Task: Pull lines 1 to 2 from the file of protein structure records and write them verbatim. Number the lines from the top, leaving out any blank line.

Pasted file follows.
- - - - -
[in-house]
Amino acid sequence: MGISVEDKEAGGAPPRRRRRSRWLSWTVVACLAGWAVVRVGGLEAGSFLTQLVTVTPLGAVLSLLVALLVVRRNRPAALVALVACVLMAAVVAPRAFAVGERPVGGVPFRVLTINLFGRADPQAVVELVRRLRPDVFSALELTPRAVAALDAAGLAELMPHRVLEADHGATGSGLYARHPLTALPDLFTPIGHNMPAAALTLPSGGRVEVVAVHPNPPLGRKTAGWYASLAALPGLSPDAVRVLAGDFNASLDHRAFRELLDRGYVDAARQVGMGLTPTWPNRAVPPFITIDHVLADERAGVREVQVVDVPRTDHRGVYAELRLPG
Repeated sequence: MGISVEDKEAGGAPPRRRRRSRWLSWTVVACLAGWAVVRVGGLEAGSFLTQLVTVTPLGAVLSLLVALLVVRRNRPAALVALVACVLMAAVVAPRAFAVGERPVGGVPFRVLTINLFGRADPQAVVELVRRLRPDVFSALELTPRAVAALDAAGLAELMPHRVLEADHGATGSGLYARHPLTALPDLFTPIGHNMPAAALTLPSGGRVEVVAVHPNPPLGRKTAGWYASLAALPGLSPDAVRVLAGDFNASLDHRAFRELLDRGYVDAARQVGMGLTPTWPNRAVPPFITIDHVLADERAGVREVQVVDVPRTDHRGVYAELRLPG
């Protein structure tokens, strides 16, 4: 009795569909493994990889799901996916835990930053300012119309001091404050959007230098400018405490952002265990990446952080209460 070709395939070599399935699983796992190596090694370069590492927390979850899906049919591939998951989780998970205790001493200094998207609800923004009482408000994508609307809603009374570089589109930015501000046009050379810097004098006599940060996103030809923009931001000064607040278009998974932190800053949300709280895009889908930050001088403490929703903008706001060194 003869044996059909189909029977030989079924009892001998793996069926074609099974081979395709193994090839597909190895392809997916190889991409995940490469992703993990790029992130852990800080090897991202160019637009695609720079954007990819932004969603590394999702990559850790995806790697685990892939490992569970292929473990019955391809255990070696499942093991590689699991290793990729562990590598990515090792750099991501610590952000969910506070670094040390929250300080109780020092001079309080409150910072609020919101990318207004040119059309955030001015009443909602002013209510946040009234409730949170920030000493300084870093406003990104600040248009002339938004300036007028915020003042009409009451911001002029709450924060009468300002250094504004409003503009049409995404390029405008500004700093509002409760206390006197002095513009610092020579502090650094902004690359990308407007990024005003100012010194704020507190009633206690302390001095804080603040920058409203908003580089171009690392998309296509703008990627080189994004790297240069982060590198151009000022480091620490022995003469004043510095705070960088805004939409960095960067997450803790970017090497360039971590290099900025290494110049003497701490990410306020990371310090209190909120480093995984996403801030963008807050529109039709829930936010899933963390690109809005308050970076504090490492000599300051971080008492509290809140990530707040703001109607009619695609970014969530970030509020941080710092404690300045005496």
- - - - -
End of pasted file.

[in-house]
Amino acid sequence: MGISVEDKEAGGAPPRRRRRSRWLSWTVVACLAGWAVVRVGGLEAGSFLTQLVTVTPLGAVLSLLVALLVVRRNRPAALVALVACVLMAAVVAPRAFAVGERPVGGVPFRVLTINLFGRADPQAVVELVRRLRPDVFSALELTPRAVAALDAAGLAELMPHRVLEADHGATGSGLYARHPLTALPDLFTPIGHNMPAAALTLPSGGRVEVVAVHPNPPLGRKTAGWYASLAALPGLSPDAVRVLAGDFNASLDHRAFRELLDRGYVDAARQVGMGLTPTWPNRAVPPFITIDHVLADERAGVREVQVVDVPRTDHRGVYAELRLPG